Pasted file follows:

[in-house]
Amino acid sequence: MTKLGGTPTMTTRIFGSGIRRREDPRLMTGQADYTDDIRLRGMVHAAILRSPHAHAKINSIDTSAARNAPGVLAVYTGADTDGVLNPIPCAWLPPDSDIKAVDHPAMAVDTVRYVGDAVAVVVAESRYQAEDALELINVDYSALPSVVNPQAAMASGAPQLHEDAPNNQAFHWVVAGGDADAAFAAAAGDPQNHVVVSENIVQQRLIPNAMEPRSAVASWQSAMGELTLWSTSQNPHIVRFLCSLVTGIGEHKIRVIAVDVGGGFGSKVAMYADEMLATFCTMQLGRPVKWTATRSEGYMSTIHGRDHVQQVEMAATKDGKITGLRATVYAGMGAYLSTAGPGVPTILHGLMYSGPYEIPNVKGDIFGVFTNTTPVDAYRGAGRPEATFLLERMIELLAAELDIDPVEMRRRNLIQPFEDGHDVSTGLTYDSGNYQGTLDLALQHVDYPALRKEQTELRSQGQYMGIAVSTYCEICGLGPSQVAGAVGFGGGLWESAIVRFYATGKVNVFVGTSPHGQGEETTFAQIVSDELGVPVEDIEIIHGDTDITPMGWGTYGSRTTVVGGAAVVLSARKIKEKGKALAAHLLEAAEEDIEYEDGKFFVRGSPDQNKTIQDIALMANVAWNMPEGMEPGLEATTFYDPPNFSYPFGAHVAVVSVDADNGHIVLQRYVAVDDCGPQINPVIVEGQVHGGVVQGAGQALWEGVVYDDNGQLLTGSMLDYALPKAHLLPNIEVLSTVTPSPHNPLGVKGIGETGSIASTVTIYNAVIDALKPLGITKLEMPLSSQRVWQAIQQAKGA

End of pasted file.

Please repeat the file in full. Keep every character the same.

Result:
[in-house]
Amino acid sequence: MTKLGGTPTMTTRIFGSGIRRREDPRLMTGQADYTDDIRLRGMVHAAILRSPHAHAKINSIDTSAARNAPGVLAVYTGADTDGVLNPIPCAWLPPDSDIKAVDHPAMAVDTVRYVGDAVAVVVAESRYQAEDALELINVDYSALPSVVNPQAAMASGAPQLHEDAPNNQAFHWVVAGGDADAAFAAAAGDPQNHVVVSENIVQQRLIPNAMEPRSAVASWQSAMGELTLWSTSQNPHIVRFLCSLVTGIGEHKIRVIAVDVGGGFGSKVAMYADEMLATFCTMQLGRPVKWTATRSEGYMSTIHGRDHVQQVEMAATKDGKITGLRATVYAGMGAYLSTAGPGVPTILHGLMYSGPYEIPNVKGDIFGVFTNTTPVDAYRGAGRPEATFLLERMIELLAAELDIDPVEMRRRNLIQPFEDGHDVSTGLTYDSGNYQGTLDLALQHVDYPALRKEQTELRSQGQYMGIAVSTYCEICGLGPSQVAGAVGFGGGLWESAIVRFYATGKVNVFVGTSPHGQGEETTFAQIVSDELGVPVEDIEIIHGDTDITPMGWGTYGSRTTVVGGAAVVLSARKIKEKGKALAAHLLEAAEEDIEYEDGKFFVRGSPDQNKTIQDIALMANVAWNMPEGMEPGLEATTFYDPPNFSYPFGAHVAVVSVDADNGHIVLQRYVAVDDCGPQINPVIVEGQVHGGVVQGAGQALWEGVVYDDNGQLLTGSMLDYALPKAHLLPNIEVLSTVTPSPHNPLGVKGIGETGSIASTVTIYNAVIDALKPLGITKLEMPLSSQRVWQAIQQAKGA